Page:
Thought that I would post a pic of the garden. things are going really well. I just picked another giant head of broccoli and am starting to get peas of both varieties (snow and sugar snap). It should only be a matter of time before we are in full swing here and able to rely mostly on garden goods. How is everyone else's garden doing? I'm curious...very curious...
Saturday night we made some kebabs on the webster. I don't know if I've ever told the story about my beloved weber charcoal grill. anyway, it was given to me by a friend that found it next to somebody's garbage, ready to be taken away. He also told me that if you ever want a charcoal grill, to just drive around, apparently, people throw them away all the time. I didn't believe him, but sure enough, I still see them today. I guess a lot of people are converting to gas grills; I guess a lot of people are crazy.
anyway, back to the babs, I used a north african spice paste on these. For the meat, I used lamb and beef, and accompanied them with some pineapple, onion, orange bell pepper, and cherry tomatoes. A while back, I had read an article in Cook's Illustrated about butterflying the kebab meat before you put it on so that more flavor would get in there. but after doing it both ways, I'm calling shenanigans on them. Their way tends to make the meat tough and it's not worth the extra effort. We also had some corn that we soaked in water and then roasted directly on the coals, turning once. Not quite in season yet, but the good stuff is coming...
I had some leftover sausages in the fridge that I had grilled (but not eaten, wait...that was obvious, huh...) and wanted to use them up, and simultaneously, get the most out of them. I ended up putting them into a risotto with some roasted tomatoes and kale, and it really added a lot to the dish (oh yeah, I almost forgot, I made a huge batch of chicken stock yesterday, perfect for risotto making!). the smokiness of the sausages cut through the creaminess of the rice and really made for a pleasant bite when you had a forkful of the rice, kale, and tomatoes. So, yeah, if you have some leftover grilled meats (i.e. sausages, chicken, pork, steaks, lamb, shrimp, you get the idea, just no hamburgers!) camping out in your icebox, throw them into a risotto, the smoky flavor really shines through, and it's always nice to give your leftovers a face-lift.
other newsbits: I rarely talk about non-food stuff on here, but most of you know that i like to geek-out on fitness, and most of you also know my love for product recommendation. so, with that said, for those of you who also work out and take a protein supplement, I highly recommend that you pick yourself up some "Muscle Milk." I was spending about twice as much when I was getting my stuff at aikin's and wasn't really happy with the results (not to mention the taste), so on a whim, i switched to this stuff and I really like it. It also comes in already mixed form (for the times that you cannot find a blender), which is decent and super convenient. I 've noticed some progression in lean muscle since I've started this, which is a big plus, since I felt stagnant when I was using the other. I picked mine up at target for under 15 clams, there's probably a website out there that has it cheaper. here is what I do for a post-workout shake:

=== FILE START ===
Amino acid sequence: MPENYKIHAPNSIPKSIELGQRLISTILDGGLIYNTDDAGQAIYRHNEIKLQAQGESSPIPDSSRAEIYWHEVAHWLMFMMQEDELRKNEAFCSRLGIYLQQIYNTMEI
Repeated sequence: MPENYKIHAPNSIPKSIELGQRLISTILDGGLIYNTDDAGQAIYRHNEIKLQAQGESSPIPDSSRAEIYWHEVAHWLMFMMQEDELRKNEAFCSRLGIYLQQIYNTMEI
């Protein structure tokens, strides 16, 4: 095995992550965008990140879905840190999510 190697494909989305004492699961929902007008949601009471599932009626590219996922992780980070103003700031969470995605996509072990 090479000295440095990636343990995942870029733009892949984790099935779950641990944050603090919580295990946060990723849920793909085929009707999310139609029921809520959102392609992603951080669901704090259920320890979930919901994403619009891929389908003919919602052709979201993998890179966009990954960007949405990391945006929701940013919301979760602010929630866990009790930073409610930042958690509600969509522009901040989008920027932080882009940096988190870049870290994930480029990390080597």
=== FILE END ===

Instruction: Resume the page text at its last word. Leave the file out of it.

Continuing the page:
1 cup skim milk
1 scoop muscle milk powder
handful of berries ( I usually use frozen strawbs, unless I have fresh on hand)
1 scoop psyllium husk powder (for fiber, it offsets the boost in protein you are taking), optional
On lifting days, I also add 1 scoop creatine powder, but not on yoga or tai chi days.
blend it all up and chug it down, as soon as you can after your workout.
Oster Beehive classic blender: This blender is great! pretty much pulverizes anything you put in it, so mind your digits! I use mine at least 5 times a week.
North African Spice Paste (or wet rub, if you like:):
(you will need a grinder of some sort, I use an old coffee grinder, like this one: click me!)
(I said grinder! don't try this in a blender, or a food processor, however you can use a seasoned molcajete, or morter and pestel)
2 tsps chili flakes
2 tbs coriander seed
1 tbs cumin seed
1 tbs caraway seed
1 tbs black peppercorns
2 tsps kosher salt
2 cloves minced garlic
5 tbs olive oil
Place the chili flakes, coriander seed, cumin seed, caraway, and peppercorns into the grinder and blend into a med-fine powder. empty into a small bowl with the salt and garlic. add the olive oil and stir to combine. Goes great on chicken, lamb, beef, pork, and even veggies to be roasted. you can adjust the chili flakes to your liking, this is probably a milder version (wifeshow's german and russian for pete's sake!) so feel free to experiment. later.
ps. no comments about my shabby lawn, either! haters...